The biggest point of emphasis this season for the team is not getting away from their game, and being focused on staying in the moment. While a PAC Championship is the clear goal for the team, getting “an inch” better every day is what will allow them to get there.
“We’ve actually talked about the process,” Simmons said. “At times as athletes, as coaches, we get away from that because we know what we want. Let’s put that up there and that’s what we’re trying to get to, now how do we get there? It’s not gonna be a straight line … and they’ve bought into that, and we’ve seen growth from that.”
For the women’s team, it will be an exciting year as well with their top two scorers from a season ago both returning to the court. Emily Lauer, ’25, led the Gators in points per game with 14 last year as a first-year, shooting the ball 45% from the floor. She has shown her ability to be a threat as a scorer, but she returns to the court this year ready to share the ball and give her teammates good looks.
“I’ve been working a lot on getting my passes down in the post,” Lauer said. “The big goal we have is not just about one person but if we can all get open for each other and play for each other.”
Alexis Caldwell, ’23, is also back in the building for her senior campaign, coming off a career high 10.5 points per game while also leading the team in rebounds.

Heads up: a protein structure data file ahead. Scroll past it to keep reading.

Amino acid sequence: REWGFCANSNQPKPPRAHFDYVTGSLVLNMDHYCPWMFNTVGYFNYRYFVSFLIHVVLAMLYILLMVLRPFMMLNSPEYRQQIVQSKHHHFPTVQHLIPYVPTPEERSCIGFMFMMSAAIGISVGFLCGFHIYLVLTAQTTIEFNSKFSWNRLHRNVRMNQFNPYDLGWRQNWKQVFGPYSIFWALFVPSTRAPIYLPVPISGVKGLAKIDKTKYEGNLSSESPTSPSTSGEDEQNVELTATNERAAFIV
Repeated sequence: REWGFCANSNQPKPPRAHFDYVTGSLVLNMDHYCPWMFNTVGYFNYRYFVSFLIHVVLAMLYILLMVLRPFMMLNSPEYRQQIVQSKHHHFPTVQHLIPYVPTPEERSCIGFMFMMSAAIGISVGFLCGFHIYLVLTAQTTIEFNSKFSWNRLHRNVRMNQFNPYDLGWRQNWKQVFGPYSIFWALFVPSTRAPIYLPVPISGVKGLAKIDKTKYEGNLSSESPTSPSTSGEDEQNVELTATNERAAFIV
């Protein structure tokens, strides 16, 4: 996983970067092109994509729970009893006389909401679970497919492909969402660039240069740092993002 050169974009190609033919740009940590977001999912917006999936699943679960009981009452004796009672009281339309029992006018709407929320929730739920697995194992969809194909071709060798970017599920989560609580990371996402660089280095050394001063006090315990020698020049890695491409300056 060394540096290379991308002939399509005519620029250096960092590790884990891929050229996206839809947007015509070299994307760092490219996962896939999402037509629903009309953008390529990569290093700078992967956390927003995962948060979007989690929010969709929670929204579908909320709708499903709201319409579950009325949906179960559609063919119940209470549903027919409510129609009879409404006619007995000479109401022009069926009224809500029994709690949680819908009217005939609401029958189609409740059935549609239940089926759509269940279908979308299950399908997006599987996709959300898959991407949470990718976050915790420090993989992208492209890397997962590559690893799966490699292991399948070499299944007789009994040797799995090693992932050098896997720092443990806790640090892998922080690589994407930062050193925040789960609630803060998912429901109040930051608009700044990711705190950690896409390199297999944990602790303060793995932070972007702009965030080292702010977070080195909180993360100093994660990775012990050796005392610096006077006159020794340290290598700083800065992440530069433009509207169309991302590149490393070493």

The women will also display a variety of young talent this year, particularly in what they’ve picked up through the freshman class. Players including Sarah Santicola, ’26, and Kate Leech, ’26, are expected to earn regular minutes on the court, and provide an advantage to the Gators they had not had in the past — height.
This in theory should allow the post game to open up for Allegheny. While they do have good shooters, the talent coming in will open up the offense in new ways and hopefully allow them to be a multidimensional team.
One of the strong suits of the Gators offense last season was their transition basketball. They hustled when getting turnovers and rebounds and were able to move the ball upcourt quickly to find easy baskets. With the newly added height, it will provide the taller Gators an ability to muscle their way down the lane, while the guards kick out for a potential catch and shoot scenario on the perimeter.
“We’re definitely going to be able to get it in to (the post players), and they have great post moves,” Women’s Head Coach Kelly Muffley said. “The inside out game might be really good for us too, because we also have some really good shooters.”
With the increase in talent on the roster, Muffley was excited to state that the team now has around 12 players who can evenly earn minutes on a nightly basis. This will also provide an extra benefit to Lauer and Caldwell in the form of rest, as both players averaged more than 31 minutes per contest last season.
“At the end of the season we were competing with everyone up through the third quarter, then we would just run out of gas,’’ Muffley said. “If we just had a little more left in the tank, maybe some of those games could’ve been different so hopefully they aren’t dog tired (this year).”
The 2022-23 season opener is Nov. 4 for both the men’s and women’s teams. The ten-month wait is almost over as both teams will look to give the home crowd a “welcome back.” The women’s team tips off first at 6 p.m. against Carnegie Mellon, followed by the men at 8 p.m. against Fredonia State.